One of the original meetings that laid the foundation for what the Lincoln Highway would become was actually held at the store on February 14, 1914. The meeting was led by Fisher and several other industrialists who saw the benefit of having an improved coast-to-coast highway. “He went upstairs to a crowd of 250 and explained to them how it would help their town and help people come to their town,” Asp says, adding that he also urged members to join their newly founded Lincoln Highway Association for $5. Their dues fee would get them a membership certificate and pin, which were first delivered at the meeting held at the H.I. Lincoln Building. People bought in, and thus, the Lincoln Highway was born. The Lincoln Highway has come a long way since it was first created. In 1913, there were not standard road signs and maps weren’t very common. “Trying to navigate the Lincoln Highway was a challenge for early motorists,” Shelton says, noting that the Lincoln Highway Association printed road guides and used a red, white and blue “L” logo to sign the road wherever they could. “Many industrious local businesses, however, put up their own “L” signs, even trying to entice motorists off the route to stop at their businesses.” By 1928, the association enlisted the help of the Boy Scouts, who placed over 3,000 standardized concrete markers, which were much harder to duplicate, where the road was. www.nwherald.com/magazine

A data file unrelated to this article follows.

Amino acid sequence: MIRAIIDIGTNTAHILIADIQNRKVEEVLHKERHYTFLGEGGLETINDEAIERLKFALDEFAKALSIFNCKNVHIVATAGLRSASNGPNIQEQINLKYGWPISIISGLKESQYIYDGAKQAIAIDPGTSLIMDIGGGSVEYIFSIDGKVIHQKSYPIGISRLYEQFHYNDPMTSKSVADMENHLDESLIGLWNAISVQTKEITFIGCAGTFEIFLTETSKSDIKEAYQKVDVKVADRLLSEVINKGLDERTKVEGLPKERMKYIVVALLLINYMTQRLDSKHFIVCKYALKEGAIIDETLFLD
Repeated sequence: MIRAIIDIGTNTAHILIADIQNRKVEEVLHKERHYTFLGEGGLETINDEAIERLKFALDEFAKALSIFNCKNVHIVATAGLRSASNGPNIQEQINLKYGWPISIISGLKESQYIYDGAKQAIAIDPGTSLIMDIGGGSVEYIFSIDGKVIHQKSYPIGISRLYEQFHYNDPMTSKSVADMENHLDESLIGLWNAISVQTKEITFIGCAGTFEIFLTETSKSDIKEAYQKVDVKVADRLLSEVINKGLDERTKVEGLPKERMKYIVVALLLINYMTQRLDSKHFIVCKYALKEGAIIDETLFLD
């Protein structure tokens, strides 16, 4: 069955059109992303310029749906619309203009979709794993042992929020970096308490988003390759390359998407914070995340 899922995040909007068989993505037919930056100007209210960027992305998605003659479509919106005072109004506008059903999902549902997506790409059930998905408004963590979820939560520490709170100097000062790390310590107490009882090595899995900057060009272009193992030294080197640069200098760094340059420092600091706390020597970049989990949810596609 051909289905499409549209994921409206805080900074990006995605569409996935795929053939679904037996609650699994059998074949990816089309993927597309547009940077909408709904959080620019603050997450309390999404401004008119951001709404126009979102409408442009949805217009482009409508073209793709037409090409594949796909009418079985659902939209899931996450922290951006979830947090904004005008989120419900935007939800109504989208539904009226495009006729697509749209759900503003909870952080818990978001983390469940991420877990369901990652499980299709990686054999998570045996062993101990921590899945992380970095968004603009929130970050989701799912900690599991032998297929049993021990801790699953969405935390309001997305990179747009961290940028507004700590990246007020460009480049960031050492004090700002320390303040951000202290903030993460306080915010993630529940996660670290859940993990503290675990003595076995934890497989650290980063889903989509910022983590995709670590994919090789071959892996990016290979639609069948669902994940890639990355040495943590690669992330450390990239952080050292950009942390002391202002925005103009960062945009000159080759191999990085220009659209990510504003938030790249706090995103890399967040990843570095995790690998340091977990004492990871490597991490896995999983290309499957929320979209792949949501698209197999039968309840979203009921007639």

HELPING PAWS ANIMAL SHELTER
AUGUST 25TH Helping Paws 5th Annual Paw Crawl Registration is from 5-8PM in front of Public House. There will be Rafﬂe Baskets and 50/50 so bring some cash. “Since then, a couple of signs got knocked down, probably by snow plows, but nearly all of the signs from 2001 are still in place and it is possible to follow the route by following the red, white and blue “L” signs,” Shelton says. When the road was first created, motorists would set out to cross the country but wouldn’t have anywhere to stay. Before motels, motorists would stop in open spaces and camp, often leaving behind trash.
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www.helpingpaws.net Panting for Paws 5K & 1 Mile Family Walk/Run NEW DATE
“Cities wanted to eliminate people stopping at random open spaces so they would set aside plots of land, put in water pumps, build places where people could set up their cooking fires, and they were called auto camps,” Shelton says.
Lippold Park, Rte. 176 Crystal Lake
By the mid-1920s, there were over 5,000 auto camps across the country, including one in Aurora. The camp, located near Phillips Park, has since been restored.